Jump to content


Photo

loading sheep


  • Please log in to reply
7 replies to this topic

#1 The Sheep Guy

The Sheep Guy

    Member

  • Registered Users
  • 35 posts

Posted 31 May 2008 - 08:01 PM

Katie and I got the yards (corrals) setup today. All up, it took about 10 hours of work to get them setup. I changed the setup a little. I made them so they are longer and narrower. It took a lot more panels but last time, it seems like the sheep got into a ball too much. Once they start turning and turning in a ball it is hard to make them go through a gate or chute. If anyone out there has any plans for how to setup sheep corrals, perhaps from Aussie or NZ, please send them to me. All my experience has been with American sheep guys and I have seen some good setups. I keep trying to make my setup better and easier on the sheep, people and dogs. Sky had a good setup at his place, we loaded four trucks in three hours, it went really fast. His chutes were very wide so like four sheep across could run up the chute and onto the truck. It seems when you have lambs on your ewes, the lambs want to stick to the ewes and if the chute is narrow the lamb gets in there and stops at every little thing, sorting gate, loading chute, etc. The ewes have been on trucks many times now and are good about leading the lambs. The problem happens when you have a lamb in the lead and no ewes in front of him. This is a big problem.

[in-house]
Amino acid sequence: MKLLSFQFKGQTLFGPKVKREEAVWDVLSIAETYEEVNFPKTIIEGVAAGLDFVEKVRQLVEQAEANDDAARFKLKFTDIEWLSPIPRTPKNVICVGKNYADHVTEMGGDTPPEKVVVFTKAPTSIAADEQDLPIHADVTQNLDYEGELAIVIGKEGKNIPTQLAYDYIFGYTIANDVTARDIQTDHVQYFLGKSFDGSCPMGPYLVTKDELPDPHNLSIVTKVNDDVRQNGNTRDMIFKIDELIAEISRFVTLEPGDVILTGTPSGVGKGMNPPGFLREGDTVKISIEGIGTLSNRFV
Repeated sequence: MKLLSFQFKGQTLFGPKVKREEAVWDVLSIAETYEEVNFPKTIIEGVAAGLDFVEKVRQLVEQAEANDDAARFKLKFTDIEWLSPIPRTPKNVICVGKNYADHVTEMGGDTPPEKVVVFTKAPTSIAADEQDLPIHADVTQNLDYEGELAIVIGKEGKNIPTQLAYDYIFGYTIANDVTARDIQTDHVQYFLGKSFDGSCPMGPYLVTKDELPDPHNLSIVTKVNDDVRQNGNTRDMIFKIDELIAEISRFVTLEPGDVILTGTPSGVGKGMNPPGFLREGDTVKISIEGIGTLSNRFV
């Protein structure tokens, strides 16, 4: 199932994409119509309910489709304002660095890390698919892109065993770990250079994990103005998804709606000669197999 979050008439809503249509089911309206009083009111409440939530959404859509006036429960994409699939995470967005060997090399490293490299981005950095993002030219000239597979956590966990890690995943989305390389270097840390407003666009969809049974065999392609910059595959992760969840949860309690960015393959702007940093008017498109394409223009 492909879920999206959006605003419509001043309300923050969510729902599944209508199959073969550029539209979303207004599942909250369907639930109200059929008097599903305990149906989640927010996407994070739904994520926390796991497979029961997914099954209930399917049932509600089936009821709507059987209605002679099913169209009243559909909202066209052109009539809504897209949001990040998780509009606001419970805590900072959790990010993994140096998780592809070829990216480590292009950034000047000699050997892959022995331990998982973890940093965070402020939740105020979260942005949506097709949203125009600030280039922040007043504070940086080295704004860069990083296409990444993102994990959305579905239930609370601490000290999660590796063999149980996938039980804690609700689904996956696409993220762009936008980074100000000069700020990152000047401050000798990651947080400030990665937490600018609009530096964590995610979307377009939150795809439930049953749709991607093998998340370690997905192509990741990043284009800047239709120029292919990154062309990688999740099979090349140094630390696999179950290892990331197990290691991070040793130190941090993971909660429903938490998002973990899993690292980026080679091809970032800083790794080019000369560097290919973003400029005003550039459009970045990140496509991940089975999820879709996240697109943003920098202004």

Eric JT Harlow
Harlow Sheep Co.
Harlow's Hills West Coast
Natural Lamb, Super-Fine Wool, Border Collies
www.harlowshillswestcoast.com
541 215 9109

#2 mjk05

mjk05

    Senior Member

  • Registered Users
  • 422 posts
  • Location:Western Australia

Posted 31 May 2008 - 09:13 PM

Try this, Eric:
sheep yards

We have a few sets of yards, most are bugle design.
We load sheep through the shearing shed, usually- because the loading bay door is a good height for a 3 or 4 decker truck, and we don't need a separate ramp. I will see if I can find a photo.

Our ramps are usually single file, you want sheep to run easily without turning around. What sorts of trucks are you loading?

#3 The Sheep Guy

The Sheep Guy

    Member

  • Registered Users
  • 35 posts

Posted 31 May 2008 - 09:47 PM